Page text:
Alma, just open for business, looking for the beginnings of the universe
Alma, just open for business, looking for the beginnings of the universe

Next time I am in the Atacama Desert I want to go to visit Alma, which had its official opening two weeks ago. Alma is located at 16,000 feet in altitude hundreds of miles north of La Silla. Read about Alma here. This time I will fly in for the visit.

 

Italian Food Rules: The BookItalian Life Rules (the book) is coming in Summer 2014. Italian Food Rules by Ann Reavis is available now. You can buy Italian Food Rules by using these links:

Amazon. com (U.S.) eBook for Kindle & Kindle Apps

Amazon. com (U.S.) paperback

Amazon.co.uk (United Kingdom)

Amazon.it (Italy)

Amazon.de (Germany)

Amazon.fr (France)

Barnes & Noble (U.S.) eBook for Nook

Tuscan Traveler’s Tales – A Winter Earthquake in Chile

Tuscan Traveler escaped the extreme weather of Florence in November by going south of the equator to Santiago, Chile, to visit warm friends and hot weather. There we were urged by on by our good friend, Gerardo, to visit an only-in-Santiago, have-to-try-it-once, eatery for the soon-to-be-famous Terremoto Cocktail. With the proviso that this place was too dangerous to visit at night, we ventured forth.

Gerardo and his Terremoto Cocktail at La Piojera
Gerardo and his Terremoto Cocktail at La Piojera

Supposedly the Terremoto Cocktail only dates back to March 1985, when some German reporters came to Santiago to cover the damage caused by the recent earthquake. Due to the heat (probably in the mid-70s) they went to a tavern called El Hoyo (The Hole), which dates back to 1912, for something to drink. They made the mistake of not asking for a frosty schop (tap beer), but were served the classic pipeño, a sweet semi-transparent white wine. Perhaps it wasn’t cold enough, so their waiter Guillermo Valenzuela (who may or may not have taken a distinct dislike to the foreigners) added pineapple ice cream and spiked it with a bit of pisco, the firewater of Chile and Peru (think grappa, ouzo, etc.). When they tried the concoction, they reportedly exclaimed, “Esto sí que es un Terremoto” (“This truly is an earthquake.”)

Terremoto Cocktail
Terremoto Cocktail

Thus, was born the now legendary Earthquake Cocktail. For those of you who just can’t wait for your own: Pour two gallons of chilled pipeño into a jar. Add a cup of of pisco. Add five tablespoons of ice cream, three of sugar and stir gently. If you want a garnish, top off each glass with a delicate scoop of ice cream. (If you don’t have pipeño or pisco, try a White Zinfandel or an inexpensive Reisling and a cheap tequila.)

I tasted (but did not drink more than a educating sip) a Terremoto at La Piojera, a similar, but newer version of El Hoyo.

Former Chilean President Arturo Alessandri first coined the name “La Piojera” in 1922, when he was invited to visit this bar by the owner. When he walked into the place, full of working-class men, he exclaimed, “What is this place, a flea house?” Thus the name “La Piojera” (where fleas live) was born.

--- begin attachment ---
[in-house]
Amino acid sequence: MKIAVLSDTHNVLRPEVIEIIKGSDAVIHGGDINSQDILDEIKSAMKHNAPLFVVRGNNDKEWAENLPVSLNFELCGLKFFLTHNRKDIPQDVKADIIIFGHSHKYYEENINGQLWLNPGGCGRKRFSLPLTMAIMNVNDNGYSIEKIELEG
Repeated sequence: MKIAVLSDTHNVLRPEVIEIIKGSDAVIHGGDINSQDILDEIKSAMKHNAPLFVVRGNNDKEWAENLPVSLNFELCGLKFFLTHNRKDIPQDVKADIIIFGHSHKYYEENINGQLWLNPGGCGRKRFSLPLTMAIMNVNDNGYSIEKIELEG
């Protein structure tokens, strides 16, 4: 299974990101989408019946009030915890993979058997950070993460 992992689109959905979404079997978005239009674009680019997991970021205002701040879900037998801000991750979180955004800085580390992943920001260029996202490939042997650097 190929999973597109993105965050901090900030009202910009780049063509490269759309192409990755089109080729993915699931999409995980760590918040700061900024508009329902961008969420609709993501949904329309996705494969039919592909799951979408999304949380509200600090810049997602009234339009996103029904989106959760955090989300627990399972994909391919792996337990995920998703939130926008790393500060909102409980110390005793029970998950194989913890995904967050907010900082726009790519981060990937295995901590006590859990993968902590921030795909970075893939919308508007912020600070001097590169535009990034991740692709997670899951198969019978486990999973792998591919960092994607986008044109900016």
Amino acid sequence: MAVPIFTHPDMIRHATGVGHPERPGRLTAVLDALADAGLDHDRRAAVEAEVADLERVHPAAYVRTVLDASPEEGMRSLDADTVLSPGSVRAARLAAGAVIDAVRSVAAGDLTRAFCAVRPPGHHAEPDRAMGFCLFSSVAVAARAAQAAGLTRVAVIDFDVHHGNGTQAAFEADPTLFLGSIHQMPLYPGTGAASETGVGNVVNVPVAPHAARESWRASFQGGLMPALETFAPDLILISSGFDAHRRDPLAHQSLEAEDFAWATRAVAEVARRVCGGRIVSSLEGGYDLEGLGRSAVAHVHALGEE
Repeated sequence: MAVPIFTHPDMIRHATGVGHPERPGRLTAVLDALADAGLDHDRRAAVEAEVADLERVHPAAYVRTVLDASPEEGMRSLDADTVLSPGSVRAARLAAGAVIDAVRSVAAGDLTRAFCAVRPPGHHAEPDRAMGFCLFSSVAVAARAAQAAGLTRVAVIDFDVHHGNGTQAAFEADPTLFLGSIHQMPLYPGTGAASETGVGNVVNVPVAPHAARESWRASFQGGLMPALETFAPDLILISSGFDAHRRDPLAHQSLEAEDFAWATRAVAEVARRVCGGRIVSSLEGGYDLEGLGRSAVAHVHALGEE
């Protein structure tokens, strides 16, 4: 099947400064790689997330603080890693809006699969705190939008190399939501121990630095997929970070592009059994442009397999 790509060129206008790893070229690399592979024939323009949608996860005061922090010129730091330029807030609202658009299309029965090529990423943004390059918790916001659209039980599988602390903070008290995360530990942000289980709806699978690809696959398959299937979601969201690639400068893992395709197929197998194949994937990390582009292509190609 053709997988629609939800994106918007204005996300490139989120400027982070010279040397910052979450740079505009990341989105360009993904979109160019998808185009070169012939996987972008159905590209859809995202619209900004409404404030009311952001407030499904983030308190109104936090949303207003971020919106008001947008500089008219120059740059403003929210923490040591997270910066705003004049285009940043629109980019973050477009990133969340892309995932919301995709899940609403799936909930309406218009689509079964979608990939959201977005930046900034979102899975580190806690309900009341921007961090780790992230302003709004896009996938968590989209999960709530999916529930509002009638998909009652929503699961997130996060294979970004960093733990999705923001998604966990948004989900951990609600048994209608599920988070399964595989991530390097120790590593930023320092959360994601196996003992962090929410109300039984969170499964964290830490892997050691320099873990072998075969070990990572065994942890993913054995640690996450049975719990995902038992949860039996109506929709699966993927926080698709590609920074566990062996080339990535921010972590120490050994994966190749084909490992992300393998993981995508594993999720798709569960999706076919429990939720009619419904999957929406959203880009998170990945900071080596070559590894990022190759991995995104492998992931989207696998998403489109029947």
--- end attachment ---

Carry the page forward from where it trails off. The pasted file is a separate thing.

La Piojera, created by Don Carlos Benedetti Pini in 1916, still belongs to the same family, after being saved from developers by protests from its loyal clientele (including presidents and poets). The significance of this locale can be seen on its graffiti-covered walls, which leaves you in awe of the cultural ambience, rather than aesthetics at this cramped, loud drinking establishment.

La Piojera - maybe better in the daylight
La Piojera - maybe better in the daylight

At La Piojera they add the Italian liquor, Fernet Branca, to their Terremoto – the secret ingredient that cuts the sweetness and darkens the pipeño. (Take note: Terremotos go straight to your head. While they go down smooth (once you get past the shock of the sweet, sweet, sweet taste), they carry the name “terremoto” for a reason.) If you still feel up for more drinking after a Terremoto, try a Replica (“aftershock”). This second round is filled with all the Terremoto goodness, but at half the alcohol. Or try the Maremoto (“Tsunami”) with mint in place of the Frenet Branca, but still with a topping of pineapple ice cream.

But what to eat with such a specialty drink? Wine pairing with pipeño is difficult. Add the pineapple ice cream and the problem is doubled. It must be something sufficiently fatty, the kind of dish you would not mind eating before you lose all sense of time and space from all the sweet alcohol. The best advice: a pork leg – not a shank, a leg. Boiled. With boiled potatoes and a side of Chilean salad – tomatoes and onions.

Boiled pork leg, boiled potatoes, and Chilean salad - perfect pairing for a Terremoto
Boiled pork leg, boiled potatoes, and Chilean salad - perfect pairing for a Terremoto

It turns out we were in “good” company. Although he did not choose to grace La Piojera, Anthony Bourdain drank his share of Terremoto Cocktails at El Hoyo and paired it with similarly high fat foods. We are not on film, but he is. View here.

I’ve been writing about Italian Food Rules for some time now. See here, here, and here. Experiencing a soon-to-be-famous culinary creation of a relatively young country like Chile, makes me appreciate the rationality behind those rules all the more.